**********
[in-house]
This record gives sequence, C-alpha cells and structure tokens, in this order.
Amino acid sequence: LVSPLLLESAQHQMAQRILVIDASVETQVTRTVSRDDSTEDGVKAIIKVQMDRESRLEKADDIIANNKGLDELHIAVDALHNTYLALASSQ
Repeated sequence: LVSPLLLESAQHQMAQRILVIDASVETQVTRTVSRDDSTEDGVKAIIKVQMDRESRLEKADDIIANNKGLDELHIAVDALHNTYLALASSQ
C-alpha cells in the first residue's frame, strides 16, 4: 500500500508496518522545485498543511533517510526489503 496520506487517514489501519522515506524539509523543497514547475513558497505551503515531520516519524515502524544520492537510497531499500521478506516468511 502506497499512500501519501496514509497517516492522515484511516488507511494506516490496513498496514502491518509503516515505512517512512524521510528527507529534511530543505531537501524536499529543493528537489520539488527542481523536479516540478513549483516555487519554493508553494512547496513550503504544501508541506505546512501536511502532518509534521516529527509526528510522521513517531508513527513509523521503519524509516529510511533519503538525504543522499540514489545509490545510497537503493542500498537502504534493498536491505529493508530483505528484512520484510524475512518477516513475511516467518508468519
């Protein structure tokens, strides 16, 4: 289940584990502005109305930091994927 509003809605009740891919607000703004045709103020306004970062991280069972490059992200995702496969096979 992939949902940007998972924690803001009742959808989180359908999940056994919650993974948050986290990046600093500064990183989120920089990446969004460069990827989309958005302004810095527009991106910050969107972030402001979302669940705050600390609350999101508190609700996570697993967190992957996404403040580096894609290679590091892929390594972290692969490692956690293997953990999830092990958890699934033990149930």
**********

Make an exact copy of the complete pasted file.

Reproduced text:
[in-house]
This record gives sequence, C-alpha cells and structure tokens, in this order.
Amino acid sequence: LVSPLLLESAQHQMAQRILVIDASVETQVTRTVSRDDSTEDGVKAIIKVQMDRESRLEKADDIIANNKGLDELHIAVDALHNTYLALASSQ
Repeated sequence: LVSPLLLESAQHQMAQRILVIDASVETQVTRTVSRDDSTEDGVKAIIKVQMDRESRLEKADDIIANNKGLDELHIAVDALHNTYLALASSQ
C-alpha cells in the first residue's frame, strides 16, 4: 500500500508496518522545485498543511533517510526489503 496520506487517514489501519522515506524539509523543497514547475513558497505551503515531520516519524515502524544520492537510497531499500521478506516468511 502506497499512500501519501496514509497517516492522515484511516488507511494506516490496513498496514502491518509503516515505512517512512524521510528527507529534511530543505531537501524536499529543493528537489520539488527542481523536479516540478513549483516555487519554493508553494512547496513550503504544501508541506505546512501536511502532518509534521516529527509526528510522521513517531508513527513509523521503519524509516529510511533519503538525504543522499540514489545509490545510497537503493542500498537502504534493498536491505529493508530483505528484512520484510524475512518477516513475511516467518508468519
């Protein structure tokens, strides 16, 4: 289940584990502005109305930091994927 509003809605009740891919607000703004045709103020306004970062991280069972490059992200995702496969096979 992939949902940007998972924690803001009742959808989180359908999940056994919650993974948050986290990046600093500064990183989120920089990446969004460069990827989309958005302004810095527009991106910050969107972030402001979302669940705050600390609350999101508190609700996570697993967190992957996404403040580096894609290679590091892929390594972290692969490692956690293997953990999830092990958890699934033990149930």